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About Portland observer. (Portland, Or.) 1970-current | View Entire Issue (May 10, 2017)
Reo’s Up in
See Local News, page 3
Play takes you
on an amazing
Owner thinks fire
was racial attack
See Metro, page 9
Volume XLVI • Number 19
Wednesday • May 10, 2017
Established in 1970
Committed to Cultural Diversity
effort faces votes
by Z aChary S enn
t he P ortland o bServer
Just a few days are left to cast ballots in a proposed
school bond of historic proportions that would continue
a schedule of major upgrades to Portland Public Schools.
Measure 26-193 would raise $790 million dollars to
pay for rebuilding and renovating three high schools and a
middle school, and make health and safety repairs to near-
ly every school building in the district. Ballots must be re-
ceived at county elections offices or at official ballot drop
off sites by Tuesday, May 16 at 8 p.m..
The measure is the largest property tax bond proposed
in Oregon’s history and the second of a long range mod-
ernization effort for Portland’s schools that follows the
district’s 2012 bond that paid for modernizing Roosevelt
and Franklin High Schools and the rebuilding of Faubi-
on Elementary in northeast Portland. If approved, the new
levy would raise property taxes by $1.40 per $1,000 of
assessed value for four years.
Jeremy Wright, campaign director for the “Portlanders
for Safe Schools” yes campaign says that last year’s lead
drinking water crisis underscored the need to fix school
infrastructure in old and failing buildings.
“If we don’t pass this measure,” Wright told the Port-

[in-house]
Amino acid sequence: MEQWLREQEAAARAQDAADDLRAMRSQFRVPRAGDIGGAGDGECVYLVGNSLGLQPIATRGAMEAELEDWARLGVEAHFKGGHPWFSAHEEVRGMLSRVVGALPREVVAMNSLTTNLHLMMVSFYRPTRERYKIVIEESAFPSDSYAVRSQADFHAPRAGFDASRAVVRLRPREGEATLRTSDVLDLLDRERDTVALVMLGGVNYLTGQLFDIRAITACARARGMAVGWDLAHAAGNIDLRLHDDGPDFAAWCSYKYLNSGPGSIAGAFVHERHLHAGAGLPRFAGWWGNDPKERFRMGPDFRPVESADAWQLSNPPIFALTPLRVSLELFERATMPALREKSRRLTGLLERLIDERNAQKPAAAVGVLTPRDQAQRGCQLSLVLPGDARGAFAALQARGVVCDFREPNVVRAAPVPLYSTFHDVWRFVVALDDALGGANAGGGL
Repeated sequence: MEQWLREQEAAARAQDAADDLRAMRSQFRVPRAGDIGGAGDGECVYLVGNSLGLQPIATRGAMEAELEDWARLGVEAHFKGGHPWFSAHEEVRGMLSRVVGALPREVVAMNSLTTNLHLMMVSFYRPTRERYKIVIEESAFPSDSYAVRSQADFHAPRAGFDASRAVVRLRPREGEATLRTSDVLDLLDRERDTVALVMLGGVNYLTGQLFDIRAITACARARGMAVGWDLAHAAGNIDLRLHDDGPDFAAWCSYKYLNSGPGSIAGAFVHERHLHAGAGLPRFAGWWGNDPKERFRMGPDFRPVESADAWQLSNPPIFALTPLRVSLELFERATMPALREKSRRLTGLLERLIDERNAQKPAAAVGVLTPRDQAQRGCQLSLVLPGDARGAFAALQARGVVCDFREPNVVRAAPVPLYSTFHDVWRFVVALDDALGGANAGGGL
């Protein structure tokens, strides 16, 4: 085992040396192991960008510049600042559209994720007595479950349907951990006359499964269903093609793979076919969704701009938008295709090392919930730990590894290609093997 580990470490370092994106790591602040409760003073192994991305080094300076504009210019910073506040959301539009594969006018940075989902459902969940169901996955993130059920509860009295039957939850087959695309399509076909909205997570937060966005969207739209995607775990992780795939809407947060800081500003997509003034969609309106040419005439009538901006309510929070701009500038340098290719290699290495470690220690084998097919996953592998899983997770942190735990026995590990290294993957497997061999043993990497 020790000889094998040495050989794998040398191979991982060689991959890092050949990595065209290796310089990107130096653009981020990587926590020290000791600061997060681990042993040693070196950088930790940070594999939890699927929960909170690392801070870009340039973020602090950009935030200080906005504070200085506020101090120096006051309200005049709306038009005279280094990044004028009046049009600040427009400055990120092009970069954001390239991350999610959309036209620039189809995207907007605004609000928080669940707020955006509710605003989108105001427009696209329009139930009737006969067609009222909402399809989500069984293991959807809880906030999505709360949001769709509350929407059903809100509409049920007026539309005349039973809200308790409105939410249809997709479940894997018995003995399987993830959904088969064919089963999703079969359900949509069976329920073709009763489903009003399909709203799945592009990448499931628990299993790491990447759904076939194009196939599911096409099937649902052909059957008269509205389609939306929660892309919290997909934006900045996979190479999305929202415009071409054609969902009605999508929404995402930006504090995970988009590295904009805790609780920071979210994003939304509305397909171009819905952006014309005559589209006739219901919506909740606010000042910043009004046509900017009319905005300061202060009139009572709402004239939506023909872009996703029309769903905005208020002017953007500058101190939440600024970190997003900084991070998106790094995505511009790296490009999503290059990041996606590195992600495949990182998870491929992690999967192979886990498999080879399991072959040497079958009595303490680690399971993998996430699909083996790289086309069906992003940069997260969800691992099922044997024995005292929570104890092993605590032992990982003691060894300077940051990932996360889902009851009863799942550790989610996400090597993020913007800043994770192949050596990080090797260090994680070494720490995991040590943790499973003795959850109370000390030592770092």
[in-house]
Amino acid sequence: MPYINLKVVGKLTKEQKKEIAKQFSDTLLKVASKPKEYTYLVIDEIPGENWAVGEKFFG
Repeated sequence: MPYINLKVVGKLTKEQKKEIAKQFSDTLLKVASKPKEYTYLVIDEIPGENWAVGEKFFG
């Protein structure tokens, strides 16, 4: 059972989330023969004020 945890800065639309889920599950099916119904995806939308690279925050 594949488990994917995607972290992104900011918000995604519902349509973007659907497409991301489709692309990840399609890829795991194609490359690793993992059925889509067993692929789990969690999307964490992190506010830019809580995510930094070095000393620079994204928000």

land Observer, “the district will continue to spend more
money on health and safety emergencies.”
The new bond would pay for remodeling of Benson and
Madison High Schools in northeast Portland into modern
school facilities, completely rebuild Lincoln High School,
downtown, Kellogg Middle School in southeast Portland,
and fix aging infrastructure in every school, including the
removal of lead paint and lead in drinking water.
On a press tour of the nearly-completed Franklin last week,
Portland Mayor Ted Wheeler who has endorsed the district’s
new funding measure, spoke to the need to continue provid-
ing Portlanders with safe and state-of-the-art learning spaces.
Franklin High School Principal Juanita Valder accom-
panied the mayor with four of her ‘bookend’ students.
These students attended their freshman year at the old,
pre-renovated Franklin and will finish out their senior year
C ontinued on P age 4
A crewmember from Skanska USA, the construction firm contracted by Portland Public Schools to complete
the renovation of Franklin High School, works to remodel and modernize the historic building’s central atrium.
Franklin High School was originally built in 1917.